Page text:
Diabetes is one of SA’s biggest killers. Here’s how to manage it

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Managing diabetes (Photo by Mehedi Hasan/NurPhoto via Getty Images)PHOTO:
Managing diabetes (Photo by Mehedi Hasan/NurPhoto via Getty Images)PHOTO:

Diabetes is a leading natural cause of death in South Africa, second only to tuberculosis. It is the number one killer for women and ranks sixth on the mortality list for men.

Popo Maja, spokesperson for the health department, says noncommunicable diseases, including diabetes, are the leading cause of death around the world, “causing more deaths than all others combined”.

And, he says, “they strike hardest at the world’s low-and middle-income populations”.

There are three types of diabetes: type 1, type 2 and gestational diabetes. The last affects pregnant women, usually during the second and third trimesters.

Maja says type 1 diabetes “is caused by an autoimmune reaction, whereby the body’s immune system attacks the insulin-producing beta cells in the islets of the pancreas gland. As a result, the body produces little or no insulin.”

People with type 1 diabetes, says Maja, require daily insulin injections “to maintain a glucose level in the proper range. Without insulin they would not be able to survive.”

Type 2 diabetes is the most common condition. It affects mainly older adults, “because of a progressive loss of insulin secretion, which is insufficient to compensate for insulin resistance”. Maja warns that this type is increasingly being seen in children, adolescents and young adults – a phenomenon he attributes to “rising levels of obesity, physical inactivity and poor diet”.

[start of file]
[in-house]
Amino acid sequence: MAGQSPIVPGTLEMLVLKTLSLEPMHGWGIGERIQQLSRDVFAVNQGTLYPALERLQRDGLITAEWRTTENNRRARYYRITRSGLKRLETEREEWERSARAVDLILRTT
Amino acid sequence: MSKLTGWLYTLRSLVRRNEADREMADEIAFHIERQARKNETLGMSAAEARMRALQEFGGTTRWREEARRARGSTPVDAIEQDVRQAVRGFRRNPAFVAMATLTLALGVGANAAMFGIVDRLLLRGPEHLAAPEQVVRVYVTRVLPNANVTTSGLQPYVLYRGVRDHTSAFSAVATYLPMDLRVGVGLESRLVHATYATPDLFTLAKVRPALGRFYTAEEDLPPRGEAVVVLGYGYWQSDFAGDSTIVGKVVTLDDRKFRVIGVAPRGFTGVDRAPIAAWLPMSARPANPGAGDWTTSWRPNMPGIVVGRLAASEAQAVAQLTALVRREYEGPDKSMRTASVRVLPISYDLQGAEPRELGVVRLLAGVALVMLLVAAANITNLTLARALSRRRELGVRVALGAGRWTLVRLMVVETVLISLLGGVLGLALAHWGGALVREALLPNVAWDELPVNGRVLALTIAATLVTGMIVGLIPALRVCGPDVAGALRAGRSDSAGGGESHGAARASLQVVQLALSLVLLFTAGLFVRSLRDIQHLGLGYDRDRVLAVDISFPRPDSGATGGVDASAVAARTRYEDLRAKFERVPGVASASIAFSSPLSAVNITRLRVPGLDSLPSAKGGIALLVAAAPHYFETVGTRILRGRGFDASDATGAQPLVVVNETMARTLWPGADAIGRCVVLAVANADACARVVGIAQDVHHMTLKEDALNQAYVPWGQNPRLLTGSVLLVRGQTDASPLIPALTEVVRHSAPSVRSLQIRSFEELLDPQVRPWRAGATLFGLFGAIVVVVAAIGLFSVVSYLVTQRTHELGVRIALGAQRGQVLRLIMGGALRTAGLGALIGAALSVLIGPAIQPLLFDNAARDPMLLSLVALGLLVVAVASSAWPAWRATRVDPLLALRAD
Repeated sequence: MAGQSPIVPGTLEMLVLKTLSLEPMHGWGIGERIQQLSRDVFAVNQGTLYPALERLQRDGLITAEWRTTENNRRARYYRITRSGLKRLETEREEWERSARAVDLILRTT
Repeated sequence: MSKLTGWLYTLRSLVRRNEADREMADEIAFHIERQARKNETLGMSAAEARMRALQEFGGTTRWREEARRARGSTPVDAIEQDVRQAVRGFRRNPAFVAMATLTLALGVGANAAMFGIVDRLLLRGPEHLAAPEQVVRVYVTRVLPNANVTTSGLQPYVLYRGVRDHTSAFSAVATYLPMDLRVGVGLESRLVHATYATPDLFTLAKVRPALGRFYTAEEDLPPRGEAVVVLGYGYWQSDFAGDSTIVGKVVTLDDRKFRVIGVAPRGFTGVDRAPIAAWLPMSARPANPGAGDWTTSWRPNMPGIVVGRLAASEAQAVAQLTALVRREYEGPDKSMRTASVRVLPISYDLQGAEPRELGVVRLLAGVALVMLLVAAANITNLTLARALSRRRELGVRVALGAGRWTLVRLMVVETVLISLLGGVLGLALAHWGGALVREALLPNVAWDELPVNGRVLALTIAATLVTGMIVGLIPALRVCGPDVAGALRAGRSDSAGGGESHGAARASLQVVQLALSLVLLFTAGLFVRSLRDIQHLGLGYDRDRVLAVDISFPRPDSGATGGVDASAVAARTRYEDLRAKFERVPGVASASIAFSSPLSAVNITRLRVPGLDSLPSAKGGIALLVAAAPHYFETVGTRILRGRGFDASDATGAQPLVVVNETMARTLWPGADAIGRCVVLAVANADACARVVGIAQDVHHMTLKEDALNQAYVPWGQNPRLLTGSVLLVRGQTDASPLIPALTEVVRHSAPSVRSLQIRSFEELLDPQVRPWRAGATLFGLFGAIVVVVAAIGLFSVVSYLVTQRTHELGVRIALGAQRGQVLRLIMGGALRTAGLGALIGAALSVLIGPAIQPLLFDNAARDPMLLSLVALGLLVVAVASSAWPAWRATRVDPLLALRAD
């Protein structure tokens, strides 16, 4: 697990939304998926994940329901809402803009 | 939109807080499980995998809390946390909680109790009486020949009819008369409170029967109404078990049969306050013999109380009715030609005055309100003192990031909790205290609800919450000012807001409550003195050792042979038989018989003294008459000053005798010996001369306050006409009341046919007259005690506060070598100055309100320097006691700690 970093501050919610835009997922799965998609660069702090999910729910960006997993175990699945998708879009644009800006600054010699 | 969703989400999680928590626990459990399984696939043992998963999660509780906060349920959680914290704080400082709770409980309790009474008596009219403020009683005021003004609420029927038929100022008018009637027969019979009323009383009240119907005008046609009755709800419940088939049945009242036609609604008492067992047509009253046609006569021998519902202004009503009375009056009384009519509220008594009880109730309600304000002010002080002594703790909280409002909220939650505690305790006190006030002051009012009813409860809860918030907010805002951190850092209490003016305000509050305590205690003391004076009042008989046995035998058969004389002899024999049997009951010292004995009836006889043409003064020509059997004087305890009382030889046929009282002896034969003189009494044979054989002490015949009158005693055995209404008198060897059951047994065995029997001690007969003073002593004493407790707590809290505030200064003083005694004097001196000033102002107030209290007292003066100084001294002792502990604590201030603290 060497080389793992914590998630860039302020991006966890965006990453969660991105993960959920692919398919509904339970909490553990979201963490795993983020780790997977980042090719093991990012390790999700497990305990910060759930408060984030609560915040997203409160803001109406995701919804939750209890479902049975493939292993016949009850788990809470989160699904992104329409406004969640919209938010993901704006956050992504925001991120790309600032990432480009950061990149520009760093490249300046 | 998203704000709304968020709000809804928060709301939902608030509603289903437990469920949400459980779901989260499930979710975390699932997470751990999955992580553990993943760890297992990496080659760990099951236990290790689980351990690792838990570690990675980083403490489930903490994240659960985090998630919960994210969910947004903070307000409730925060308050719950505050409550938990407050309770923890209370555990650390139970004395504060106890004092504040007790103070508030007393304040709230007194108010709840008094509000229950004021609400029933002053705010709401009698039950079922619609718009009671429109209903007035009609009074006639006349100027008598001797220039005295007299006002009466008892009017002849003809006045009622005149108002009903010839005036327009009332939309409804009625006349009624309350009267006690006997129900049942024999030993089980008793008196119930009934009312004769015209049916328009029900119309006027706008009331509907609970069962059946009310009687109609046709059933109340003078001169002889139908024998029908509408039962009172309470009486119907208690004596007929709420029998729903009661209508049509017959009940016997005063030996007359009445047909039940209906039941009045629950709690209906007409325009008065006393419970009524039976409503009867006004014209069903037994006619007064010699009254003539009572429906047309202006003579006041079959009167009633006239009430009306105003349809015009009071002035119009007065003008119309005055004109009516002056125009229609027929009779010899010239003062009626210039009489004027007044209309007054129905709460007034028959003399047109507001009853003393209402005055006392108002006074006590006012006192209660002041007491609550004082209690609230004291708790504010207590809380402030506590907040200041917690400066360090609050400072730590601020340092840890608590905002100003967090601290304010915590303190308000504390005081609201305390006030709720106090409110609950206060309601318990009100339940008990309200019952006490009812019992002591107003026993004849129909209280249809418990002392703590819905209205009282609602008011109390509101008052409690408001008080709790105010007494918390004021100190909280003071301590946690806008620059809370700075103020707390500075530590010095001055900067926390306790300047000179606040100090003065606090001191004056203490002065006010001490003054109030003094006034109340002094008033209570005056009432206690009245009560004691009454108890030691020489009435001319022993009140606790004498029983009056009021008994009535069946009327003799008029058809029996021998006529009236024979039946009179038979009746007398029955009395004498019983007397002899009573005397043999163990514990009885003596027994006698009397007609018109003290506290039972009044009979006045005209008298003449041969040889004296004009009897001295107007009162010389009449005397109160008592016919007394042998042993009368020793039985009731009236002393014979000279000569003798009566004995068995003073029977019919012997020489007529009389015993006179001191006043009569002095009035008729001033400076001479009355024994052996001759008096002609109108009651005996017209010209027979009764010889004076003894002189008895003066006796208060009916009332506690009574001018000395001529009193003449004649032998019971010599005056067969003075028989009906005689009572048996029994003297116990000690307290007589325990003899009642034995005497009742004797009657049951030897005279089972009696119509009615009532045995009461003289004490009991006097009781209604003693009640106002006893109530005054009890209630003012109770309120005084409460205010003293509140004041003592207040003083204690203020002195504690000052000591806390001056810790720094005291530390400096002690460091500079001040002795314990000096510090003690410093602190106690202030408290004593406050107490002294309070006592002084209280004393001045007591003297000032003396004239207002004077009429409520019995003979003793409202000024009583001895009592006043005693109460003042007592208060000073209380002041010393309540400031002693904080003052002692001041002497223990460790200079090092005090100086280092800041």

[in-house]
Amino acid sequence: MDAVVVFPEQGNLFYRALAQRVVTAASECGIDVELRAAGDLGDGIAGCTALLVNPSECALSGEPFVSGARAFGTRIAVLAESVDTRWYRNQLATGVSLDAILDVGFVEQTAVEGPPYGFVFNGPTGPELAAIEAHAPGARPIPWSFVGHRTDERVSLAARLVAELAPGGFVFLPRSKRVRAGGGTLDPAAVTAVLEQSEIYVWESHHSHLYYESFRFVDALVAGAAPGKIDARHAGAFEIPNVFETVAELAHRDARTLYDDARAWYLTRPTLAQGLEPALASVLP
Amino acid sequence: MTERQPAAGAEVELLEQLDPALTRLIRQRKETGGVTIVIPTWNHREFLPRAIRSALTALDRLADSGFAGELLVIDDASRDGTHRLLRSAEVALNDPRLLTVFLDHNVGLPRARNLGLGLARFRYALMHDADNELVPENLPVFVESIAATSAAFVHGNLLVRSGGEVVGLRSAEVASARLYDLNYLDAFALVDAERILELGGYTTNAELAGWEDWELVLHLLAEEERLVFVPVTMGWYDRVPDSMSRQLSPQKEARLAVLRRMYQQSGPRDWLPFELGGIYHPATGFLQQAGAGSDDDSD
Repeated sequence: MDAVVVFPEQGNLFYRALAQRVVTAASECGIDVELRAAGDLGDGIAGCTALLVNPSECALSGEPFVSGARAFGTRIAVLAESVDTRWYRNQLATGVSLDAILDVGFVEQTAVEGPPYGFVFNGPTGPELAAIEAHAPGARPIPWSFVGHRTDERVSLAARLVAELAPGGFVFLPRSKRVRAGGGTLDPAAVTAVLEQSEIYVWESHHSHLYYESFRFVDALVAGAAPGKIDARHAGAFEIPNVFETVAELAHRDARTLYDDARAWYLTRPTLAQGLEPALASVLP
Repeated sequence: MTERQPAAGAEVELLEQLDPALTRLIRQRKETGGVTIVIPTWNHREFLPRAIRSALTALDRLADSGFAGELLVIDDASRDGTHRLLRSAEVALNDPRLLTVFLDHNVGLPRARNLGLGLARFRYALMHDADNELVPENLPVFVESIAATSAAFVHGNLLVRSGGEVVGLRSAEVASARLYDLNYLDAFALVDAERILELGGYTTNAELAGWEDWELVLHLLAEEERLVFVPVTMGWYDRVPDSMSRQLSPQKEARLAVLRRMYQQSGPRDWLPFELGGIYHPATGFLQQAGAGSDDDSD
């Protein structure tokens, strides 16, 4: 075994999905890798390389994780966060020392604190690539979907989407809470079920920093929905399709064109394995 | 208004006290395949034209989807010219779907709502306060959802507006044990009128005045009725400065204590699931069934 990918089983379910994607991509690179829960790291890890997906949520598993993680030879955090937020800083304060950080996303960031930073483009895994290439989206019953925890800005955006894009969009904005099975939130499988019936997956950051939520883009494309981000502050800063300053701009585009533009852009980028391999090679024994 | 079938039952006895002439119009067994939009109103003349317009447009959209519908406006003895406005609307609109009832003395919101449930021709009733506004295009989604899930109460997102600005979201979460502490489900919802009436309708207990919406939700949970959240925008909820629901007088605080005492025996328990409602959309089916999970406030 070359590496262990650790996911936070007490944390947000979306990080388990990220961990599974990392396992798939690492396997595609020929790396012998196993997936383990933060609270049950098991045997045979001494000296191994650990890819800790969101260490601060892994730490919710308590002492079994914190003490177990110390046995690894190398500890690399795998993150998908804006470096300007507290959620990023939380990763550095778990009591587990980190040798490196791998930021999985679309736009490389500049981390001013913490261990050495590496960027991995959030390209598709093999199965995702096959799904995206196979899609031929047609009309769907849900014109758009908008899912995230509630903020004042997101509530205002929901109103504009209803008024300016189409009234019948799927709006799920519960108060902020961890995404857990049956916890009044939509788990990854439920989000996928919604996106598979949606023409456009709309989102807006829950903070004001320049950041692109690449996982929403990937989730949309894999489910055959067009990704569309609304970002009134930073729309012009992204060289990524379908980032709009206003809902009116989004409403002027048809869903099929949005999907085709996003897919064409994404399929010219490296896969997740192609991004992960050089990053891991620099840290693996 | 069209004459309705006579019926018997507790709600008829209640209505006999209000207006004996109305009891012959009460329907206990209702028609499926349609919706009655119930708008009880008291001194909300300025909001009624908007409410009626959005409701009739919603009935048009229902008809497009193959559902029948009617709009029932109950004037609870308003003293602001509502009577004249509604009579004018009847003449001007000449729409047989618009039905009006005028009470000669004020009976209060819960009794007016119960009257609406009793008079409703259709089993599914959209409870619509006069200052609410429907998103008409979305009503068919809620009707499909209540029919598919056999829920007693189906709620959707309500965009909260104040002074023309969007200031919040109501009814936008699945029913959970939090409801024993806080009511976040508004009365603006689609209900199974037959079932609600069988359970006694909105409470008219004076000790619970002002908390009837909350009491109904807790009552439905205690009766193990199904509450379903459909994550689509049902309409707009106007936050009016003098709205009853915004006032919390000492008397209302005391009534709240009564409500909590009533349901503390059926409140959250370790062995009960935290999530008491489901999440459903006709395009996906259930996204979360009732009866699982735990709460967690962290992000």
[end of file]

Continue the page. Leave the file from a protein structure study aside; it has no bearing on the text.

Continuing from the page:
Maja says a healthy lifestyle is key to preventing and managing type 2 diabetes. This entails adopting a healthy diet, exercising regularly, quitting smoking and maintaining a healthy body weight.

“Much of a patient’s diabetes management takes place within their family and social environment. The involvement and participation of family members in disease management is vital.”

Brian Midlane of Diabetes SA says his organisation provides support to people living with diabetes.

“We host monthly support group meetings in which we invite guest speakers who are experts in their field to address the audience on matters affecting people who have diabetes.

“We have hosted dietitians, audiologists, exercise specialists and even a lawyer, who has spoken about how the law affects people with diabetes and about discrimination against people with diabetes.

“We at Diabetes SA have noticed an alarming increase in the number of people diagnosed with the disease. Of particular concern are the number of children being diagnosed.”

Midlane dismisses the belief that eating sugar causes diabetes.

“In reality, all carbohydrates form glucose in the body. We need glucose to give us energy. A healthy body can process the glucose. With diabetes, the cells cannot absorb the glucose and it stays in the blood,” he says, reiterating the need for people to adhere to a healthy diet. “Healthy eating is critical to managing diabetes.”

Midlane advises diabetics to test their blood glucose levels regularly and undergo regular HbA1c tests to ascertain their average glucose count over the past three months.

“Joining a support group is also a good plan. This is where people encourage each other and you can learn about both managing the disease and complications that can arise. And remember: diabetes affects many parts of the body – the feet, kidneys, heart and eyes – so taking full-on care of yourself is essential.”

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